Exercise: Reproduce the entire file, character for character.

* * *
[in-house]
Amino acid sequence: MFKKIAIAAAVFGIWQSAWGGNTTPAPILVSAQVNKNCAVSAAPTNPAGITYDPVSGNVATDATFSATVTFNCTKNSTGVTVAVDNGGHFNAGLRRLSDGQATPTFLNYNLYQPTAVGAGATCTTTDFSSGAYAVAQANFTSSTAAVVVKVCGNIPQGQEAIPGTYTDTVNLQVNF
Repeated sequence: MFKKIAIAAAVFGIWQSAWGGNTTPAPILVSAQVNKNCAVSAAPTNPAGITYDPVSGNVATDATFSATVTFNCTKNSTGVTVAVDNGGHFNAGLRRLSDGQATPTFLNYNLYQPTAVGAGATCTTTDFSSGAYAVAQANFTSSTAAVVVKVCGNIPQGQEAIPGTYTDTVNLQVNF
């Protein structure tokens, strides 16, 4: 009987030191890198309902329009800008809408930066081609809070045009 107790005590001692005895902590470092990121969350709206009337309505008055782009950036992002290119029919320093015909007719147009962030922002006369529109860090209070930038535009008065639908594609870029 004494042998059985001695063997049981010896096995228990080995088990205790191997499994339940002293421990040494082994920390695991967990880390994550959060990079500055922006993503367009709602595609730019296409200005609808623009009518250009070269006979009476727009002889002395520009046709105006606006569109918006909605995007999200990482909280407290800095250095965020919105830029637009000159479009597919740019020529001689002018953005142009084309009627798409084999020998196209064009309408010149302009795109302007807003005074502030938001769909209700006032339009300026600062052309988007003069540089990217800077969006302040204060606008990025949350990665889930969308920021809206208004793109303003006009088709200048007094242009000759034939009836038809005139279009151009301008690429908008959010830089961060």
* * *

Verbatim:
[in-house]
Amino acid sequence: MFKKIAIAAAVFGIWQSAWGGNTTPAPILVSAQVNKNCAVSAAPTNPAGITYDPVSGNVATDATFSATVTFNCTKNSTGVTVAVDNGGHFNAGLRRLSDGQATPTFLNYNLYQPTAVGAGATCTTTDFSSGAYAVAQANFTSSTAAVVVKVCGNIPQGQEAIPGTYTDTVNLQVNF
Repeated sequence: MFKKIAIAAAVFGIWQSAWGGNTTPAPILVSAQVNKNCAVSAAPTNPAGITYDPVSGNVATDATFSATVTFNCTKNSTGVTVAVDNGGHFNAGLRRLSDGQATPTFLNYNLYQPTAVGAGATCTTTDFSSGAYAVAQANFTSSTAAVVVKVCGNIPQGQEAIPGTYTDTVNLQVNF
């Protein structure tokens, strides 16, 4: 009987030191890198309902329009800008809408930066081609809070045009 107790005590001692005895902590470092990121969350709206009337309505008055782009950036992002290119029919320093015909007719147009962030922002006369529109860090209070930038535009008065639908594609870029 004494042998059985001695063997049981010896096995228990080995088990205790191997499994339940002293421990040494082994920390695991967990880390994550959060990079500055922006993503367009709602595609730019296409200005609808623009009518250009070269006979009476727009002889002395520009046709105006606006569109918006909605995007999200990482909280407290800095250095965020919105830029637009000159479009597919740019020529001689002018953005142009084309009627798409084999020998196209064009309408010149302009795109302007807003005074502030938001769909209700006032339009300026600062052309988007003069540089990217800077969006302040204060606008990025949350990665889930969308920021809206208004793109303003006009088709200048007094242009000759034939009836038809005139279009151009301008690429908008959010830089961060």